Quality and comprehensive oral healthcare services made accessible to all residents.
To provide optimal oral healthcare services to all residents and support individual lifestyle choices that enhance optimal oral health.
The Department of Oral Health was established in 1998, to oversee the administration and delivery of Public Dental Services.
The practice of scientific dentistry was late coming to The Bahamas. Before the 20th century, the treatment of dental ills was relegated to treatment with traditional, "bush" and herbal medicines.
Historical records dating back to August 1916, reveal 3 qualified dentists given certificates to practice in the Colony of The Bahamas: Drs. George Henry Johnson, Chas Wendelly Bleby, and Joseph Wright.
Drs. Bleby and Wright were resident dentists. Dr. Wright provided care on a continual basis in the Public Sector, and Dr. George Johnson, the first certified Bahamian, practiced privately on Bay Street, New Providence, over the old G.R. Sweeting Store. (Dr. Johnson was also a member of Government in colonial Bahamas.) It is believed that Bleby was not a resident, but frequently came from America during the tourist season to attend to the dental needs of tourists.
According to even earlier records, there were 3 trained laboratory technicians that were given limited certificates to practice in 1 or more Family Islands, up to 1957. Additionally, there were some Catholic priests who performed dental operations; Fr. Cornelius Osendorf, a priest stationed on Long Island became well known for extracting teeth. He also made frequent trips to New Providence to learn from dentists such as, Drs. Eneas and Burnside. Medical doctors also performed dental treatments and this was included as a part of their licensure certificates.
In 1928 and 1937 respectively, Bahamian dentists, Drs. Hugh Albert Johnson and Raymond Sawyer, completed training at the University of Pennsylvania (both men took up private practice). In 1943, Dr. Jackson Burnside became the first black Bahamian to qualify, as Dr. Cleveland Eneas was trained in 1941, but chose to stay in the United States a little longer before returning home. Both Eneas and Burnside were graduates of Meharry Medical College, Nashville, Tennessee.
Dr. Burnside was the first Bahamian dentist to become associated with Government service. He offered his services on a weekly basis at The Bahamas General Hospital, while maintaining a private practice in the nearby community of Fort Fincastle. Later, Dr. Paul Albury and Cleveland Eneas joined Dr. Burnside and manned the Bahamas General Hospital on a rotational basis.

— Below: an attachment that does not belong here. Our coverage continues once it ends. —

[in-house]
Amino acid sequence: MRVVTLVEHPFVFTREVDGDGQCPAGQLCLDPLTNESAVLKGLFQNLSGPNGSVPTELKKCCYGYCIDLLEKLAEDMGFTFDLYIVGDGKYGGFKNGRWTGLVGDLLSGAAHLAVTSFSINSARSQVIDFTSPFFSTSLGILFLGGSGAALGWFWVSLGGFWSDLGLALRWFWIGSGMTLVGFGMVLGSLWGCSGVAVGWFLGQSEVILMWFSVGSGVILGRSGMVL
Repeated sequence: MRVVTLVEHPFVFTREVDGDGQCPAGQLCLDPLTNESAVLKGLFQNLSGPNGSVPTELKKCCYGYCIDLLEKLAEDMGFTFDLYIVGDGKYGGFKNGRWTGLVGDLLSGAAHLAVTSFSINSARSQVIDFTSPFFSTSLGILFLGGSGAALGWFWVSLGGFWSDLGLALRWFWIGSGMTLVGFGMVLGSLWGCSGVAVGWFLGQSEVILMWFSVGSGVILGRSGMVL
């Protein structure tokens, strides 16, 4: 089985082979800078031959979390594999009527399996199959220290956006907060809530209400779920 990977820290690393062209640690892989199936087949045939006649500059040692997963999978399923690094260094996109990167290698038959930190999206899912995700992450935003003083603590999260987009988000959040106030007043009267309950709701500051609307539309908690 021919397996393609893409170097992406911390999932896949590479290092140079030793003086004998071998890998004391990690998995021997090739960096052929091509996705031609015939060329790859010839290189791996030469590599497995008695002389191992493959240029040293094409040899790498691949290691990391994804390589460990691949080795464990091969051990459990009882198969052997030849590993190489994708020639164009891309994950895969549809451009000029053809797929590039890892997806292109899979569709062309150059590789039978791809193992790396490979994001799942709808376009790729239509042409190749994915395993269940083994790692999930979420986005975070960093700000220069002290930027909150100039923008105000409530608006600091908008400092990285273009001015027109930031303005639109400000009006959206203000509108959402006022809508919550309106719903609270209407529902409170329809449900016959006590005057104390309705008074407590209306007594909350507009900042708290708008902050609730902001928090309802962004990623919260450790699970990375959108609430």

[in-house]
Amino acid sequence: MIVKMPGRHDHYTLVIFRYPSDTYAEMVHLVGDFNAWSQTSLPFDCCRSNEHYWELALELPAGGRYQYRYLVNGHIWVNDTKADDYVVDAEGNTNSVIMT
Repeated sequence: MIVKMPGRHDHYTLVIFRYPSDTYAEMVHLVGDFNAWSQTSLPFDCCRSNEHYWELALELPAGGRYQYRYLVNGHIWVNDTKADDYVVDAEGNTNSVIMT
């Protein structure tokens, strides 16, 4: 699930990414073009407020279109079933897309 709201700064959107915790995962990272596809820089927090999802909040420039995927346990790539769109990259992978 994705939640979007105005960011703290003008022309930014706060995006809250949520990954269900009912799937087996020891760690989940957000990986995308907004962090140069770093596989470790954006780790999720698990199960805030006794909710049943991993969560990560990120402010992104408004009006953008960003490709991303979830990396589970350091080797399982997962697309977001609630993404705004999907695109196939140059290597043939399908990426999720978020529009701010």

Modern dentistry on the Family Islands was much slower in its development, with some islands progressing more than others. On Long Island, Dr. Hal Leyland, a Canadian, who came to The Bahamas in 1961, took over the work of Fr. Cornelius in 1970. Later, with the assistance of the Kiwanas Club, a modern dental clinic facility was set up in the settlement of Deadman's Cay, and Dr. Leyland continued to travel frequently to provide dental services there.
In the years prior to 1960, a few dentists who were not salaried by the Government offered their services at the hospitals to assist people in need of urgent dental treatment. These dentists realised the importance of the availability of dental health services to the general population, and the need to establish a permanent facility for dental treatment.
In the fall of 1960, Dr. Cyril Vanderpool, the first Government dentist, was hired. Under his guidance, dentistry was given a room with basic equipment and supplies. Dr. Vanderpool initiated the flying dental services, by which dental services were made available to all Family Islands. However, Dr. Vanderpool's stay in the Government service did not last long, for in 1962, he moved into full-time private practice. Dr. John Godet replaced Dr. Vanderpool - his stay was also short, and in 1963, he also went into private practice full-time. From 1965-1975, treatments rendered were limited to predominantly palliative and exodontias services.
The development of an organised dental service has seen steady progress over the years in terms of increase in human resources, as well as an increase in dental facilities. Until 1980, most of the dental services were performed in a single room with single operatory facilities, at the Princess Margaret Hospital. In 1978, the dental clinic at the Princess Margaret Hospital expanded its facilities to a state-of-the-art dental suite in the new outpatient wing of the hospital. The suite consists of 4 treatment operatories equipped with basic dental equipment, a Dental Laboratory (for fabricating dentures), and office, store room, patient waiting room, X-ray room, recovery room and a staff lounge.
For more information, please contact:
Department of Oral Health
Poncianna Hill Building
P. O. Box N-3730
Tel. (242) 502-4869
Opening hours: 9:00 am to 5:00 pm, Monday to Friday, except public holidays
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